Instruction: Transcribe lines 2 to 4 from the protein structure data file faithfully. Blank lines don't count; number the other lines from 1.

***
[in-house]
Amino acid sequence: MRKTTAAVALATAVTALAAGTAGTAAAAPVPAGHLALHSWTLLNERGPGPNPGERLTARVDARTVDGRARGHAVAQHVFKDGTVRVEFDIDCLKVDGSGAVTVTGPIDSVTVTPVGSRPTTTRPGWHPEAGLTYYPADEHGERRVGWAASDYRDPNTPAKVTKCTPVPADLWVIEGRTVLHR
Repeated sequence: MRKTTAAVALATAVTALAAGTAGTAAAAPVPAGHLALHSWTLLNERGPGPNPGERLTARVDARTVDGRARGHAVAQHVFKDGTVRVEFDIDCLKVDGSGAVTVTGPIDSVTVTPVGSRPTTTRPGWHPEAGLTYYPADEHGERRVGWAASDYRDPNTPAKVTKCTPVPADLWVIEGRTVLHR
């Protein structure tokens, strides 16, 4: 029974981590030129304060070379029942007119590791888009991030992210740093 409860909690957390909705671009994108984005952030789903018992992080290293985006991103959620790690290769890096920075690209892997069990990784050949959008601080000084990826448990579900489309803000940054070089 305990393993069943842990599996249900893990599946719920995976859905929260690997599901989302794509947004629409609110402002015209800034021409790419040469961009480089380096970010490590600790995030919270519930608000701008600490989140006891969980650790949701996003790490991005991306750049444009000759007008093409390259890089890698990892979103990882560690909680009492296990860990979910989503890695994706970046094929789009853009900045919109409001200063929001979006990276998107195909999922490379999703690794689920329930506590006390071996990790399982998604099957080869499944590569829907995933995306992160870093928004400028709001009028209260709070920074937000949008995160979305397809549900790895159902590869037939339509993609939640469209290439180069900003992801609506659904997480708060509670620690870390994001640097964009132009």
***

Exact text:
Amino acid sequence: MRKTTAAVALATAVTALAAGTAGTAAAAPVPAGHLALHSWTLLNERGPGPNPGERLTARVDARTVDGRARGHAVAQHVFKDGTVRVEFDIDCLKVDGSGAVTVTGPIDSVTVTPVGSRPTTTRPGWHPEAGLTYYPADEHGERRVGWAASDYRDPNTPAKVTKCTPVPADLWVIEGRTVLHR
Repeated sequence: MRKTTAAVALATAVTALAAGTAGTAAAAPVPAGHLALHSWTLLNERGPGPNPGERLTARVDARTVDGRARGHAVAQHVFKDGTVRVEFDIDCLKVDGSGAVTVTGPIDSVTVTPVGSRPTTTRPGWHPEAGLTYYPADEHGERRVGWAASDYRDPNTPAKVTKCTPVPADLWVIEGRTVLHR
């Protein structure tokens, strides 16, 4: 029974981590030129304060070379029942007119590791888009991030992210740093 409860909690957390909705671009994108984005952030789903018992992080290293985006991103959620790690290769890096920075690209892997069990990784050949959008601080000084990826448990579900489309803000940054070089 305990393993069943842990599996249900893990599946719920995976859905929260690997599901989302794509947004629409609110402002015209800034021409790419040469961009480089380096970010490590600790995030919270519930608000701008600490989140006891969980650790949701996003790490991005991306750049444009000759007008093409390259890089890698990892979103990882560690909680009492296990860990979910989503890695994706970046094929789009853009900045919109409001200063929001979006990276998107195909999922490379999703690794689920329930506590006390071996990790399982998604099957080869499944590569829907995933995306992160870093928004400028709001009028209260709070920074937000949008995160979305397809549900790895159902590869037939339509993609939640469209290439180069900003992801609506659904997480708060509670620690870390994001640097964009132009």